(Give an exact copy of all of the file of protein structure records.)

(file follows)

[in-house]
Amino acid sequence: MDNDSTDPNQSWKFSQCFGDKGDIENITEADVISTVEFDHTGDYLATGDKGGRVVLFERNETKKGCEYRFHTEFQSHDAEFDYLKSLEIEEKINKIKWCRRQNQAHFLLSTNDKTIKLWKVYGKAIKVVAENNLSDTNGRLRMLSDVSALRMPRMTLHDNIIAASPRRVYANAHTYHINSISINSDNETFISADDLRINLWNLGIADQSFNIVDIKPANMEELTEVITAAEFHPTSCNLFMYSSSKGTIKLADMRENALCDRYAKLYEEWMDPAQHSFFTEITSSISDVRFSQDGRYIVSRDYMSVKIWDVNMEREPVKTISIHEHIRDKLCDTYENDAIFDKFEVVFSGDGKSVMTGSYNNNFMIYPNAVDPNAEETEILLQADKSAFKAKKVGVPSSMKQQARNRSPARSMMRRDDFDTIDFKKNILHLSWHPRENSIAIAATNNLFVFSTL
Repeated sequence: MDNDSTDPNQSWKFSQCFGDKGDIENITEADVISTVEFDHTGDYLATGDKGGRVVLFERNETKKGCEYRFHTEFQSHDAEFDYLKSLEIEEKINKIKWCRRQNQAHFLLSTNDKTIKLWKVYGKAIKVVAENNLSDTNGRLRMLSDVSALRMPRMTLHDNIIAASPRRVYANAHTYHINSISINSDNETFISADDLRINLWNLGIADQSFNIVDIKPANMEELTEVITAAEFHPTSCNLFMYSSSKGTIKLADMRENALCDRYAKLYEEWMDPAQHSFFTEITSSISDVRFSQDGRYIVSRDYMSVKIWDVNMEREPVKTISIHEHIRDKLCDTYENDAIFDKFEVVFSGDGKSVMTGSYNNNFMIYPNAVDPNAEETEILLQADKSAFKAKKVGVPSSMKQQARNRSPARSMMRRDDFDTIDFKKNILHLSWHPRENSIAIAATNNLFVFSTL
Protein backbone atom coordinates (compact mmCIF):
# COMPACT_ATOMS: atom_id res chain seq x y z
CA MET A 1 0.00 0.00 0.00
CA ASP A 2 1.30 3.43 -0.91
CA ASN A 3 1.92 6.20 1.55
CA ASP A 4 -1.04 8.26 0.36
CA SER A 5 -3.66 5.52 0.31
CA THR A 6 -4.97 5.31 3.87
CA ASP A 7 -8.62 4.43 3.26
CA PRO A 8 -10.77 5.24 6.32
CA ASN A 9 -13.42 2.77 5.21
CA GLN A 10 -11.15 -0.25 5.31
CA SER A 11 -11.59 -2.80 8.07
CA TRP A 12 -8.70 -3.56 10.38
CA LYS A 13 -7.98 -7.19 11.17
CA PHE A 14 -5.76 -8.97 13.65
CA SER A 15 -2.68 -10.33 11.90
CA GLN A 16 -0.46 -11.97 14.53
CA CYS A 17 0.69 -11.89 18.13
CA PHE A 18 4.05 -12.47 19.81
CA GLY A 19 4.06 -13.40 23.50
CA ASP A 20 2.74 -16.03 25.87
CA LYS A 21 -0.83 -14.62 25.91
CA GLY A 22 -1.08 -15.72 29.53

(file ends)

[in-house]
Amino acid sequence: MDNDSTDPNQSWKFSQCFGDKGDIENITEADVISTVEFDHTGDYLATGDKGGRVVLFERNETKKGCEYRFHTEFQSHDAEFDYLKSLEIEEKINKIKWCRRQNQAHFLLSTNDKTIKLWKVYGKAIKVVAENNLSDTNGRLRMLSDVSALRMPRMTLHDNIIAASPRRVYANAHTYHINSISINSDNETFISADDLRINLWNLGIADQSFNIVDIKPANMEELTEVITAAEFHPTSCNLFMYSSSKGTIKLADMRENALCDRYAKLYEEWMDPAQHSFFTEITSSISDVRFSQDGRYIVSRDYMSVKIWDVNMEREPVKTISIHEHIRDKLCDTYENDAIFDKFEVVFSGDGKSVMTGSYNNNFMIYPNAVDPNAEETEILLQADKSAFKAKKVGVPSSMKQQARNRSPARSMMRRDDFDTIDFKKNILHLSWHPRENSIAIAATNNLFVFSTL
Repeated sequence: MDNDSTDPNQSWKFSQCFGDKGDIENITEADVISTVEFDHTGDYLATGDKGGRVVLFERNETKKGCEYRFHTEFQSHDAEFDYLKSLEIEEKINKIKWCRRQNQAHFLLSTNDKTIKLWKVYGKAIKVVAENNLSDTNGRLRMLSDVSALRMPRMTLHDNIIAASPRRVYANAHTYHINSISINSDNETFISADDLRINLWNLGIADQSFNIVDIKPANMEELTEVITAAEFHPTSCNLFMYSSSKGTIKLADMRENALCDRYAKLYEEWMDPAQHSFFTEITSSISDVRFSQDGRYIVSRDYMSVKIWDVNMEREPVKTISIHEHIRDKLCDTYENDAIFDKFEVVFSGDGKSVMTGSYNNNFMIYPNAVDPNAEETEILLQADKSAFKAKKVGVPSSMKQQARNRSPARSMMRRDDFDTIDFKKNILHLSWHPRENSIAIAATNNLFVFSTL
Protein backbone atom coordinates (compact mmCIF):
# COMPACT_ATOMS: atom_id res chain seq x y z
CA MET A 1 0.00 0.00 0.00
CA ASP A 2 1.30 3.43 -0.91
CA ASN A 3 1.92 6.20 1.55
CA ASP A 4 -1.04 8.26 0.36
CA SER A 5 -3.66 5.52 0.31
CA THR A 6 -4.97 5.31 3.87
CA ASP A 7 -8.62 4.43 3.26
CA PRO A 8 -10.77 5.24 6.32
CA ASN A 9 -13.42 2.77 5.21
CA GLN A 10 -11.15 -0.25 5.31
CA SER A 11 -11.59 -2.80 8.07
CA TRP A 12 -8.70 -3.56 10.38
CA LYS A 13 -7.98 -7.19 11.17
CA PHE A 14 -5.76 -8.97 13.65
CA SER A 15 -2.68 -10.33 11.90
CA GLN A 16 -0.46 -11.97 14.53
CA CYS A 17 0.69 -11.89 18.13
CA PHE A 18 4.05 -12.47 19.81
CA GLY A 19 4.06 -13.40 23.50
CA ASP A 20 2.74 -16.03 25.87
CA LYS A 21 -0.83 -14.62 25.91
CA GLY A 22 -1.08 -15.72 29.53